I gather the sunflower seed husks in a makeshift shirt pocket of my white tank top, letting them drop slowly to the ground as I make my way toward her. I glance at her profile, her mouth is tight, her jaw moves slightly back and forth like a metronome. Her hair, the color of dark chocolate, resting firmly at ear level, is tucked behind her ear each time she glances into the compartment.
At the end of the street, the side near the highway, an ambulance, or maybe a police siren blares past. My mother and I cringe. My jaw has not yet started to click the way hers does, but sometimes if I squeeze my eyes shut too forcefully...
A drop of blood lands and marks the collar of my tank top. I think that the ruddy color is somewhat pleasant, kind of like the amber color that marks the sky before a tornado. I tilt my head down, and hear my father’s panicky voice ring from behind the bureau:
“Oh, Jesus,” he groans as he forcefully grabs my chin and points it toward the sky.
He clutches my nose coarsely as the blood begins to run through the spaces in his fingers and onto the pavement. I think I hear it sizzle. The sharp perfume of sunflower seeds and musty sheets from the attic fills my mouth, but then the metallic taste of blood coats my tongue. The sky begins to twist. My father is holding me too tightly and I cannot breathe. I try relentlessly to push his arms away; the more panicked I get, the tighter his grasp is, I can feel bruises forming where the fingers of his left hand are pressing into my upper arm.
A woman with wispy white hair rushes forward with a blue and white gingham tea towel.
“You have to hold it,” my father nervously instructs me, in a loud voice that rings in my ears, “I can’t help you if you keep fighting me like this.”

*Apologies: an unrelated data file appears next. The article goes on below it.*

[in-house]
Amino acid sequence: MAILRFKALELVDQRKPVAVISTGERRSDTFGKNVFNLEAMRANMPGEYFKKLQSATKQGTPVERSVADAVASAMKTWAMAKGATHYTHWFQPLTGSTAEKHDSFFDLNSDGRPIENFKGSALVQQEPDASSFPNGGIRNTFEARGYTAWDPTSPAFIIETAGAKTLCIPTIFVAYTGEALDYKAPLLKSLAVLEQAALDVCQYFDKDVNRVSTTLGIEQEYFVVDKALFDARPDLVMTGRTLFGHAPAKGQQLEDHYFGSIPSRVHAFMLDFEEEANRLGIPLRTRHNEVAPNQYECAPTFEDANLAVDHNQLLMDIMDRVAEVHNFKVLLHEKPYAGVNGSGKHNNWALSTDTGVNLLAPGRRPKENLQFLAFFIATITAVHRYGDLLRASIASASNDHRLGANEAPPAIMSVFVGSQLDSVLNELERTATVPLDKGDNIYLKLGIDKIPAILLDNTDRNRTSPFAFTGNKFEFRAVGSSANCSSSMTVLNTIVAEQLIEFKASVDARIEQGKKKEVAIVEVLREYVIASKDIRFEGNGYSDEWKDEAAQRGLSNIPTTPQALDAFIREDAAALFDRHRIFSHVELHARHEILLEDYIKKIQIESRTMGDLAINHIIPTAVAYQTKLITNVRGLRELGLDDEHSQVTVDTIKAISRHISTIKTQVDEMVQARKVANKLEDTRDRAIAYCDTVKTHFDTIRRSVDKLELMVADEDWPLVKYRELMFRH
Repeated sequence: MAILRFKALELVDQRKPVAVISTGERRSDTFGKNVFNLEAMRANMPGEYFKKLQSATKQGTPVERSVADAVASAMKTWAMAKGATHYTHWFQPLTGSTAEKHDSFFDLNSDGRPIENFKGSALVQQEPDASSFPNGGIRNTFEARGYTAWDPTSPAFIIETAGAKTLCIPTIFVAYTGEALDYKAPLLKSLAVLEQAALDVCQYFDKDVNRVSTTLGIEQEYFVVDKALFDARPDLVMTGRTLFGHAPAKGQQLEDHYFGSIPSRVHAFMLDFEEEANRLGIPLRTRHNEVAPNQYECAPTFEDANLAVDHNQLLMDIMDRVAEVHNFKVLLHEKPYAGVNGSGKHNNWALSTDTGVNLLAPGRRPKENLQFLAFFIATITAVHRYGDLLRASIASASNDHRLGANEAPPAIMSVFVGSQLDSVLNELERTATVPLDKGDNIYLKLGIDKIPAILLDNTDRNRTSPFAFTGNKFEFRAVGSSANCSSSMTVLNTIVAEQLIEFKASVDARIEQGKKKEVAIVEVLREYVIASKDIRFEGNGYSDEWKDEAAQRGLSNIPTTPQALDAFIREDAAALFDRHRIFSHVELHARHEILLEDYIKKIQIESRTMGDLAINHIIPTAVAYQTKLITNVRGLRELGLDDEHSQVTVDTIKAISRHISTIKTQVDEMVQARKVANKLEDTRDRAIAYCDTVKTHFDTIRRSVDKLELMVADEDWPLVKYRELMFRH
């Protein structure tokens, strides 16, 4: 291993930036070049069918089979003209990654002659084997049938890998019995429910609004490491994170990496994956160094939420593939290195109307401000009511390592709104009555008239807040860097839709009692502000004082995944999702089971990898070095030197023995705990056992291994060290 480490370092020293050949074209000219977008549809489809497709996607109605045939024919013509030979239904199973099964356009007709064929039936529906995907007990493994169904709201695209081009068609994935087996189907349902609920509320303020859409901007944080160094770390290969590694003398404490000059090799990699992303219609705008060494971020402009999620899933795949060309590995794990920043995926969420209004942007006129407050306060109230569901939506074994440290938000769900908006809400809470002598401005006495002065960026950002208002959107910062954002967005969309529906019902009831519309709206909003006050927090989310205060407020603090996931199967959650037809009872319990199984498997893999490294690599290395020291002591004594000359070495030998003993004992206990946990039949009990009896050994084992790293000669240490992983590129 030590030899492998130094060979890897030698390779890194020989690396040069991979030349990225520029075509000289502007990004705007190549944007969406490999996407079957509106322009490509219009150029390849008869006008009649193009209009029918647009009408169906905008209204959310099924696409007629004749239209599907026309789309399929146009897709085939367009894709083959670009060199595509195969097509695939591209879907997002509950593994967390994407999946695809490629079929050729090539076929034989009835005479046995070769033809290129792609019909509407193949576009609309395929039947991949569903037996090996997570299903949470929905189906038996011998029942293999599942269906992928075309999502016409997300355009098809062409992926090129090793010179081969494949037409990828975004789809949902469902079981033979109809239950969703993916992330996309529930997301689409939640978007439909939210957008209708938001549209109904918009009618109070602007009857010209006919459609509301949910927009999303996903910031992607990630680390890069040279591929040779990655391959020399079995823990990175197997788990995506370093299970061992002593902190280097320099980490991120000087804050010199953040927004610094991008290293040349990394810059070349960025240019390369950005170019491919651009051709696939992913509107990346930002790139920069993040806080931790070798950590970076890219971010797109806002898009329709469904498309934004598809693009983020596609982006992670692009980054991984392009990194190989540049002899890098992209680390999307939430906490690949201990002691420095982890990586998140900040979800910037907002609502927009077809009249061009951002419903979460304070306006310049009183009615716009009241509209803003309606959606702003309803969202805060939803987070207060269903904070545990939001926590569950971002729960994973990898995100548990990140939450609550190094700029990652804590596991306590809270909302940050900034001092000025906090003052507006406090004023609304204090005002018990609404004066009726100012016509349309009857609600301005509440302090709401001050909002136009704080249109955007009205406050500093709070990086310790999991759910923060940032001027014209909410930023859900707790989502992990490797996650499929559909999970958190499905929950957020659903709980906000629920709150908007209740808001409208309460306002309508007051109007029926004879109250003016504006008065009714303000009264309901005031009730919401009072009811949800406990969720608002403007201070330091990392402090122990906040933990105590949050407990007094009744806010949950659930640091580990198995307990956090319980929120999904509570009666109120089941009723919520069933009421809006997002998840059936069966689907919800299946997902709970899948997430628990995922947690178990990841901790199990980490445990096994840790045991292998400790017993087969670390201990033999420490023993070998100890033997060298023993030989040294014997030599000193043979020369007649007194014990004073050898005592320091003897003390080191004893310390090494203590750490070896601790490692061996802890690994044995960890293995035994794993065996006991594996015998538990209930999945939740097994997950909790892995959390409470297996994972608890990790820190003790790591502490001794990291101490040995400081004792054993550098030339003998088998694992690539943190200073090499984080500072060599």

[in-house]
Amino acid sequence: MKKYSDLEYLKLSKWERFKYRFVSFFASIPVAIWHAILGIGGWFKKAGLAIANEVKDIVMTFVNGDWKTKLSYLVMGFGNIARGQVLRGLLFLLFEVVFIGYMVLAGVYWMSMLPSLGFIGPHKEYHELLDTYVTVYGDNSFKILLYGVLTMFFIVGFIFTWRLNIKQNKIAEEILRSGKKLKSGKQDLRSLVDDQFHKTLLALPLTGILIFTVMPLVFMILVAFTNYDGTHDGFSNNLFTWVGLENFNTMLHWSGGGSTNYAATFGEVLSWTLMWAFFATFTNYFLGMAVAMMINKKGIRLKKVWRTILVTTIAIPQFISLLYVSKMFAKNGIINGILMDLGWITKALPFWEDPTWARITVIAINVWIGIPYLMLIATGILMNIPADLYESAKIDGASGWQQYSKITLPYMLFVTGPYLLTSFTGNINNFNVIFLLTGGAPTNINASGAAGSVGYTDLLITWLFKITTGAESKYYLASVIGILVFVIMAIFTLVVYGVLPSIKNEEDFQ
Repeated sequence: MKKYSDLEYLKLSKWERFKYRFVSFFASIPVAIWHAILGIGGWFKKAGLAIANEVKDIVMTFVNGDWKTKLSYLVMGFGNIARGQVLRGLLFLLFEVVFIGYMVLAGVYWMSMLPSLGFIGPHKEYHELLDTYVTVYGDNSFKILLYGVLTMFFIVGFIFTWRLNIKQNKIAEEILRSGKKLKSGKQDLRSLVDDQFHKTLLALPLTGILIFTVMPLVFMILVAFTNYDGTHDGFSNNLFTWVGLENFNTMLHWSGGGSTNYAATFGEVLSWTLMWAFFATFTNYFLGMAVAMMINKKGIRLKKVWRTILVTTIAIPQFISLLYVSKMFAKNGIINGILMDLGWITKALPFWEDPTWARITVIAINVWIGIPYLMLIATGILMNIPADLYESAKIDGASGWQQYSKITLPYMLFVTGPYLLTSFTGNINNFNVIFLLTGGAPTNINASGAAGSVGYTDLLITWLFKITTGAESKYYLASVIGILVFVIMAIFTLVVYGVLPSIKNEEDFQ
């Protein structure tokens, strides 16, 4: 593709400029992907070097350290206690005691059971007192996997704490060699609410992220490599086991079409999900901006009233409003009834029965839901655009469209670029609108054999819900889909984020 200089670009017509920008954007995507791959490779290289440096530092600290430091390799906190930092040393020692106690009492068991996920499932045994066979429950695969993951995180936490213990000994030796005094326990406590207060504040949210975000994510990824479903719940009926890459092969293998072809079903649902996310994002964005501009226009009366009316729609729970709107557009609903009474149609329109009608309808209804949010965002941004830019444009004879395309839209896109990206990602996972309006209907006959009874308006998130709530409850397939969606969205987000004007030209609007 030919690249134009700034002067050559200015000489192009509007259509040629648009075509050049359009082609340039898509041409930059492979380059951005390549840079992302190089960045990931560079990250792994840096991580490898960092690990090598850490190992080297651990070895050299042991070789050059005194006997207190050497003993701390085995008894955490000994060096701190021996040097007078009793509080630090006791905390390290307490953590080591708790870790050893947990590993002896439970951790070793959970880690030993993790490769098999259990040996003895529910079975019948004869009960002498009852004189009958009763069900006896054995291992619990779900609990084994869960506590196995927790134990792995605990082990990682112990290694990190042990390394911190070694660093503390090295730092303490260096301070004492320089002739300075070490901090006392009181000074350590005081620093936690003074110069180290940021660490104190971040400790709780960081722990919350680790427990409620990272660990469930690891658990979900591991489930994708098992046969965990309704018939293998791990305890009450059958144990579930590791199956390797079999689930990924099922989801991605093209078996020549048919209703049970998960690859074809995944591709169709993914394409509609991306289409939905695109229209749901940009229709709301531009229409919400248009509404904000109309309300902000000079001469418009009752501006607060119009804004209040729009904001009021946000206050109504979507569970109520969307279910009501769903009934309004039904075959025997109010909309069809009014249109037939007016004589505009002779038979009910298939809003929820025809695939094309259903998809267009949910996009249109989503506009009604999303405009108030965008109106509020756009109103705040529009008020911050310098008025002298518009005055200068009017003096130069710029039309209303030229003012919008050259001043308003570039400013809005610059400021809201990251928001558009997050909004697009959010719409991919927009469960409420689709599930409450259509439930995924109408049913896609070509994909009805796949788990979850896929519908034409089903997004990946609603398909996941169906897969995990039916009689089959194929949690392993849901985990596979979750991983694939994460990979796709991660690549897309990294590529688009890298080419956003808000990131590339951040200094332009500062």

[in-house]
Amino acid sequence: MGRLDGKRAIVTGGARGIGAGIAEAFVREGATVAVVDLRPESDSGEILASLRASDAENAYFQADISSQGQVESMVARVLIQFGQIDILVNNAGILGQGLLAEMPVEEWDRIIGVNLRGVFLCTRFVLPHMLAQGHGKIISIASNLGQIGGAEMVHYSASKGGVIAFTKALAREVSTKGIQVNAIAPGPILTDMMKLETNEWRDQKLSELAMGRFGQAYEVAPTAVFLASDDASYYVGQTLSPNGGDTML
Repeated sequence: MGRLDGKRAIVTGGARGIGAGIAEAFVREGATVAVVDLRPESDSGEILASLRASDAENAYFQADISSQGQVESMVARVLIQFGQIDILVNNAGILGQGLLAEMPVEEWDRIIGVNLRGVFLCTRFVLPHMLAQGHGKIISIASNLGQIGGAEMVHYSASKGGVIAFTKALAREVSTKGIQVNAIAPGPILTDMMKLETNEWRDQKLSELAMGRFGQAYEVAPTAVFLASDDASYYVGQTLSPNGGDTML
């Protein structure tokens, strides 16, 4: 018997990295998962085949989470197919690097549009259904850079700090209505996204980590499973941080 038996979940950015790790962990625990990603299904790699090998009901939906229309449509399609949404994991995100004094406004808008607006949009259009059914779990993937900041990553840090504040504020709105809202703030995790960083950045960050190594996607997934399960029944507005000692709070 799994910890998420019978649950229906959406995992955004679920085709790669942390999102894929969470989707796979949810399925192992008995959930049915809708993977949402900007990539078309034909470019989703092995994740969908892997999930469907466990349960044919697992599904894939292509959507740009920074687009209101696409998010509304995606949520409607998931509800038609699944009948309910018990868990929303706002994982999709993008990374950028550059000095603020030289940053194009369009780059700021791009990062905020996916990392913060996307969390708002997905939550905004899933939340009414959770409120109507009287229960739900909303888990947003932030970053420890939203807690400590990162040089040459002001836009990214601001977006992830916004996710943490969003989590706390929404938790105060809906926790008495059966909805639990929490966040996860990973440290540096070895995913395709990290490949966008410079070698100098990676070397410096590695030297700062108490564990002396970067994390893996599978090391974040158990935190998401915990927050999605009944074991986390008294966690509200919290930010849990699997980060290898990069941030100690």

With my left hand I clutch the tea towel against my chin as I dig my nails into his arm in silent protest. I glance past my father’s large frame and scowl at the woman with my teeth bared. In my head, I hear growling noises gurgling up my throat, uncontrolled. But in reality I am silent, and she watches on concerned.
“No!” I yelp as I try to wrench my face out of my father’s hold. Georgia ambles over to me and laps at the drops of blood on my ankles. My screaming turns to laughing as tears trickle into my open mouth. Her tongue transitions to teeth as she nips at the backs of my heels, pushing me, and consequently my father, further down the driveway.
My mother stands patiently beside the folding table. When we have been herded into her territory, she silently takes the towel from me, removes my father’s blood stained hands, and places her slender fingers firmly at the bridge of my nose.
“If this doesn’t stop in 20 minutes, I’m taking her to the emergency room,” he announces.
She turns me toward the road.
“Take deep breaths,” she whispers into my ear, as my father hovers above, trying to fan us with a small book. She places her other hand on the small of my back and we stumble onto Fairway Road and sort of effortlessly up the ramp of the U-Haul. She leads me into the compartment. It is dark and cool, and I feel the condensation drip from the corrugated metal of the ceiling onto my forehead. We make our way slowly to the far back corner, through the littered boxes. She pulls the furniture pad slightly off her chair and we collapse into it with sighs of relief. In the dark, the she brushes her fingers lightly over my bare arms as she paints deserts onto the blank metal canvases of the compartment.
“In the Painted Deserts,” she tells me, “the air is hot and dry and the limestone smells like clay.”
We stay in her chair longer than it takes for the caked blood to dry on our skin like red dirt. We stay in the U-Haul on Fairway road until the veins of the sky glow like the neon orange hue of an old, canvas umbrella tent.
When we retire to the ice cold house, her smile fades slowly, almost imperceptibly, as she crosses the threshold. She glances into the living room, but her chair is not there and so she does not linger, but climbs the stairs slowly, and silently. In the kitchenette, there is a large air mattress that smells like the attic. My brothers are spread across the surface with their boxy gameboys held close to their faces. When I step into the room, they look warily at me, but they do not make space. I am too late, I think as I squeeze myself onto a sliver of mattress and ruminate on the white walls of the house on Fairway Road.